4. The sale of Pepsi Cola at any BESB vending location could lead to legal action over BESB’s current contract with Coca Cola, possibly jeopardizing this source of funding for its programs.
5. There is no statutory requirement that BESB have an exclusive contract with a vendor to sell and distribute products at BESB’s vending locations. We recommend that BESB consider issuing an RFP for multiple contractors to sell and distribute products at BESB vending locations when the current contract with Coca-Cola expires. The use of multiple contractors or other different arrangements could allow BESB to give each municipality the choice of a vendor for the products to be sold in each town while maximizing revenues to BESB and school funds.
Since 1959, BESB has been authorized under
In 1999, BESB issued Request for Qualification (RFQ) 9899-2 to determine which vendors would be eligible to bid for RFP 9899-23 for a single, statewide vending machine contract.1 The contracting process was open, competitive and well publicized. Four pre-qualified vendors were offered the opportunity to submit proposals and three did so. You have informed this office that BESB twice contacted Pepsi in an attempt to get Pepsi to bid on the contract, but Pepsi, because of particular business conditions at the time, did not do so. As a result of that process, on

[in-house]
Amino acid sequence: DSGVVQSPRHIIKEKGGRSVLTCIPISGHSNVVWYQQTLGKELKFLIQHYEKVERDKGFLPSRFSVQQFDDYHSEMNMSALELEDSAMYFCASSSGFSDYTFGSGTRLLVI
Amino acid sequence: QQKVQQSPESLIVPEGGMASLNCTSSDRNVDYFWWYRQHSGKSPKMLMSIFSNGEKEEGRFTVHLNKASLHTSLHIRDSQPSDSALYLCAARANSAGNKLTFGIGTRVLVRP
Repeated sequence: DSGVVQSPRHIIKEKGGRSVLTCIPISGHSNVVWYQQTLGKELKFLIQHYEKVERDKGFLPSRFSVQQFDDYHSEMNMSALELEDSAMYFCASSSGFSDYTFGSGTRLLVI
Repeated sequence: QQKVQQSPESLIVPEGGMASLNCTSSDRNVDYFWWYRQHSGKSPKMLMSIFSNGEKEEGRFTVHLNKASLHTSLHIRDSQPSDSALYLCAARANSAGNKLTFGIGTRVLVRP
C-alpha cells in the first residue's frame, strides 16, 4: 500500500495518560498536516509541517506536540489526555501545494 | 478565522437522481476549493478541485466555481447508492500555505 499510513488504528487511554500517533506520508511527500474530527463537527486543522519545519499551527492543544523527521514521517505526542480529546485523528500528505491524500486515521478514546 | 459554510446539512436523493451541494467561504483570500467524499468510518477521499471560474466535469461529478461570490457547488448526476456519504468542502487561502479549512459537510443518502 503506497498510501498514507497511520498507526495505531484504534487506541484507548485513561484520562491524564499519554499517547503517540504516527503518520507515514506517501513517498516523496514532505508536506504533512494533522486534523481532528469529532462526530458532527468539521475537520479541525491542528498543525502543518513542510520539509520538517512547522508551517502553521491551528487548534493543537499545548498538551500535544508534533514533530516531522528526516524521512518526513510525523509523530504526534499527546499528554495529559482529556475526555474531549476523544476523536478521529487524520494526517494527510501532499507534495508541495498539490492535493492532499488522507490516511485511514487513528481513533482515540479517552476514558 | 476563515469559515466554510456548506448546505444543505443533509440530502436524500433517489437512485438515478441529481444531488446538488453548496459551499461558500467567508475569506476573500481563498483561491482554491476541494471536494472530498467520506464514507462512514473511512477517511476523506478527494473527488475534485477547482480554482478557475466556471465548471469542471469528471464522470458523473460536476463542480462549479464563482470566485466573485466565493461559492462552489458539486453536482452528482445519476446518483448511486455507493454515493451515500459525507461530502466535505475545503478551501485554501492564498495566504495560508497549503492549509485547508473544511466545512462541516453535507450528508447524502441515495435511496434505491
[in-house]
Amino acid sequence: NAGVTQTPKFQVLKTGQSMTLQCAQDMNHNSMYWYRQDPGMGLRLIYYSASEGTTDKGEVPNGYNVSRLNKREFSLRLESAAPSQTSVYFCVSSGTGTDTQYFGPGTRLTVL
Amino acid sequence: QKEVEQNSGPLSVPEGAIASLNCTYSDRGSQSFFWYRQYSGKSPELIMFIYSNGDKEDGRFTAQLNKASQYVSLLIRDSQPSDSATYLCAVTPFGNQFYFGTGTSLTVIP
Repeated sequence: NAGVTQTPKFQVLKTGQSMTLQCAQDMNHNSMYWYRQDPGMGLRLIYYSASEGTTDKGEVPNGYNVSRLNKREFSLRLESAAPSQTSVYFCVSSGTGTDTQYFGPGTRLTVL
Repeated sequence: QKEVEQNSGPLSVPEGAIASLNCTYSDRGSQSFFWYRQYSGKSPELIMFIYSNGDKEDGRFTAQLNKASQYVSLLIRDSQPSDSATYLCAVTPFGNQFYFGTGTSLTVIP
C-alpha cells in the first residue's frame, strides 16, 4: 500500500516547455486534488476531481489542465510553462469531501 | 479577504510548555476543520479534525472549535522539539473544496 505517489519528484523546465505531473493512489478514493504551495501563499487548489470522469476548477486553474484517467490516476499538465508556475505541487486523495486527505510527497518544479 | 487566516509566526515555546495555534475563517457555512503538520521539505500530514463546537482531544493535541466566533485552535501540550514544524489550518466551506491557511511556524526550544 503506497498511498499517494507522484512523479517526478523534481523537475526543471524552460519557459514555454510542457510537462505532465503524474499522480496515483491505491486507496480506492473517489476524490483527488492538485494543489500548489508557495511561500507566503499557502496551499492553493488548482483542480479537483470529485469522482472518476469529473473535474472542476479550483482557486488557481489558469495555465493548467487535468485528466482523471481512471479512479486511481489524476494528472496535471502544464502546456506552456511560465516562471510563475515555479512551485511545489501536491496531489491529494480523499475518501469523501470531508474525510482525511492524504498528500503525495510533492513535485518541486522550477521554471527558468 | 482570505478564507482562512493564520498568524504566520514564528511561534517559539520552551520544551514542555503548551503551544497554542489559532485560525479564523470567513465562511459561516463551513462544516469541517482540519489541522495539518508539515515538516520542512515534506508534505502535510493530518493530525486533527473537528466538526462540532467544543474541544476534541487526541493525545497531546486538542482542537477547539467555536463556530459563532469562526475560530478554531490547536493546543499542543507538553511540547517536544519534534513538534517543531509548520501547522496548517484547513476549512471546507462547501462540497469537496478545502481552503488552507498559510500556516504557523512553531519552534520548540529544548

The contract gives Coca Cola the exclusive right to sell and distribute vended products through vending machines at facilities chosen by BESB pursuant to Section 10-303. According to the contract, no competitive products are to be sold, dispensed or served anywhere at a BESB managed facility. Products vended are to be nationally known brands unless prior approval is received from BESB. Under the terms of the contract, Coca Cola pays BESB thirty-five cents of every dollar of gross sales from the vending at BESB locations. You have informed this office that the revenue BESB collects under this contract from more than1600 vending machines in
In 2006, BESB decided to exercise its statutory right to operate vending machines at locations in
The Town of
This office does not agree with the legal conclusions contained in the memorandum prepared by Cummings & Lockwood.